Thursday, June 07, 2007

Two Carnivals and a Few links

The 53rd History Carnival is up at American Presidents Blog. There are many great history bloggers featured and wonderful articles presented, but these really stood out to me for various reasons.

1. How should history be taught? Beginning to end, end to beginning, by themes, by haphazard “chapter” hopping? Personally it depends on the age of your student. I believe my nine and ten year olds need history presented to them chronologically since it is the first time the curriculum is being offered to them. They don’t have the sequencing skills to skip around. Danny muses over this very issue in a well written post called Failings of Narrative History.

2. Frumteacher also writes about the teaching of history and is striving to make the subject relevant and interesting for his students in History and Irony.

3. Ever wonder why the rest of the world is so down on America? A Mile in My Enemy's Shoes is rather long, but it is a thoughtful look at American foreign policy. Whether you agree or not…it’s well written.

4. I love to visit the blog Walking the Berkshires. I just don’t get by as often as I would like. Greenmantim often writes about little known events in history that interest me. This month’s History Carnival included his post A Bright, Smart, and Successful Affair. It’s all about the first capture and destruction of an enemy war vessel by Americans in war.

5. Do you think the former Confederate states could ever have a legal reason to obtain an apology for illegal acts of annexation, invasion, or being part of the USA against the will of its citizens? Sounds far-fetched, I know. I’m certainly not of that mind, but M at World History Blog has written about a Georgia citizen who had a very important role in a post Civil War annexation that could set precident.

5. Passing It On included a post from his series about writing your own personal history.

The 122nd Education Carnival is up over at The Education Wonks. Like the History Carnival the entries are many. Here are some of my favorites listed by topic, but you need to head on over and choose your own.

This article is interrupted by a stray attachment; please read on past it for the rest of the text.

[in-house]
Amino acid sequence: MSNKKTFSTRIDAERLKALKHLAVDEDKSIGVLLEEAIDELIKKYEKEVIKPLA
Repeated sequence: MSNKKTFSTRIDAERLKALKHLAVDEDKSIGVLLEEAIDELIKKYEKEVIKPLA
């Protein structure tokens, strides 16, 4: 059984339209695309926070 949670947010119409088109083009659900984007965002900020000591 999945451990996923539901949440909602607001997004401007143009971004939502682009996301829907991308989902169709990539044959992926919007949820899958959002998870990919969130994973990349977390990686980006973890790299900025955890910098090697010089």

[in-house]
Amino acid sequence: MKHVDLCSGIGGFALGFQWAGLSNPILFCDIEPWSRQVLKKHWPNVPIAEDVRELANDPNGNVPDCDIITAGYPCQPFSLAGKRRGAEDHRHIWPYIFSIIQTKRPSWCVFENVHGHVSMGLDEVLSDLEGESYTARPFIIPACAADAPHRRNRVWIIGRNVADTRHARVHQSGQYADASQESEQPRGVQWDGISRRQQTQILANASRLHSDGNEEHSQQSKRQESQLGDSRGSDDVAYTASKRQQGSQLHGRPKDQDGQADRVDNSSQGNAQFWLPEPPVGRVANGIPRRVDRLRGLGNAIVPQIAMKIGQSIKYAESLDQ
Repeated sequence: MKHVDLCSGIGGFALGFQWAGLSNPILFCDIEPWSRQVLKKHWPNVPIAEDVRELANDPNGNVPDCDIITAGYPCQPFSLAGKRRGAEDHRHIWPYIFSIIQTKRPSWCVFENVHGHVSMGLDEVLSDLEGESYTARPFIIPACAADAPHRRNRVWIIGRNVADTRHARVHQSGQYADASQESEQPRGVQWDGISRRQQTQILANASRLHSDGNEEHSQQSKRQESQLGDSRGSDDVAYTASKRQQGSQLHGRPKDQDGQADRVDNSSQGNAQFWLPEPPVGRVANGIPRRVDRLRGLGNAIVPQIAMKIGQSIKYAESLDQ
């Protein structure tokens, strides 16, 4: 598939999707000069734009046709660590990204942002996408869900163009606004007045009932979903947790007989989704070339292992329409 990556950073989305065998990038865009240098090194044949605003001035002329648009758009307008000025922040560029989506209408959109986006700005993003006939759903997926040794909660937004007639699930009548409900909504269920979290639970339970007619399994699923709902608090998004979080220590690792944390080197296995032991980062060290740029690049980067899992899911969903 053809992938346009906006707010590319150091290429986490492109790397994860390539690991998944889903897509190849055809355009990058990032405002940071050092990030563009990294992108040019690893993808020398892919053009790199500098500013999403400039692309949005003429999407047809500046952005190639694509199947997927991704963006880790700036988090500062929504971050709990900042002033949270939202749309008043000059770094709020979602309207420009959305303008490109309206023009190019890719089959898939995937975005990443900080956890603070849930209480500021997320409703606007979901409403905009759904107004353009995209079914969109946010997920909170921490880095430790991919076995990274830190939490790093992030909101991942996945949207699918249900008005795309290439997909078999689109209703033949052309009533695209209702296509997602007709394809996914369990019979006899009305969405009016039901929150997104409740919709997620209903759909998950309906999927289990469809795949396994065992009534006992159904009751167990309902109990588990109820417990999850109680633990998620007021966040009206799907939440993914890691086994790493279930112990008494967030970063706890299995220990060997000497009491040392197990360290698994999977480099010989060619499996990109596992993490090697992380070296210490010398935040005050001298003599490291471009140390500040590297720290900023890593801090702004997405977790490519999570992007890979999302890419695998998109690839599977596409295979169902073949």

1. Teacher certification...Do we need it? Can the process be fixed?

2. Why do some English learners "get it" and others don't?

3. The Department of Education Should be Abolished

4. History does have a place in the math classroom. I say BRAVO!

5. Pneumonoultramicroscopicsilicovolcanoconiosis. Should fourth graders learn to spell it?

6. 22 absences out of 35 days, and the teacher should "make sure" the student passes?

7. When I was your age, television was called books. Mrs. Cornelius has once again made a great point. We are of the same era, and I agree wholeheartedly.

Many thanks to Jim for visiting this week and leaving his link to two very good articles he’s written about teaching the Civil War using You Tube. His website Teaching the Civil War With Technology begs for a complete exploration, however, the article here and here deals specifically with using You Tube. I’ve added Jim’s website to my history blogroll.

Other additions to the blogrolls include
Riley Central

A Difference

Changing High School and

Unscripted Learning in my education category.

Under the category for resources I’ve placed the following:

Voice of the Shuttle—this is a webportal for humanities research. There are many major categories to make your search easier for the sites you need.
and finally…..

Old Magazine Articles—It’s just as it says…..if you need older sources this is the place for you.

5 comments:

Chrissea said...

I enjoyed your 13, and have a daughter 13 as well!
Mine are up.... 13 interesting tidbits about 13

"Ms. Cornelius" said...

Why, thank you!

Denise said...

Thank you for linking to my post! I do find that history helps me learn math. The more I understand about how the ideas developed, the better I can understand the ideas themselves.

Frumteacher said...

Dear HiE,
Thank you for linking to my blog! I enjoy reading yours, especially on days like today when my classroom management is not the way I want it to be (at all) :-)

elementaryhistoryteacher said...

Thanks for the comment, frumteacher. Discipline is such a major factor in leaving no child behind. All we need is a little support and cooperation, eh? I hope things have improved for you.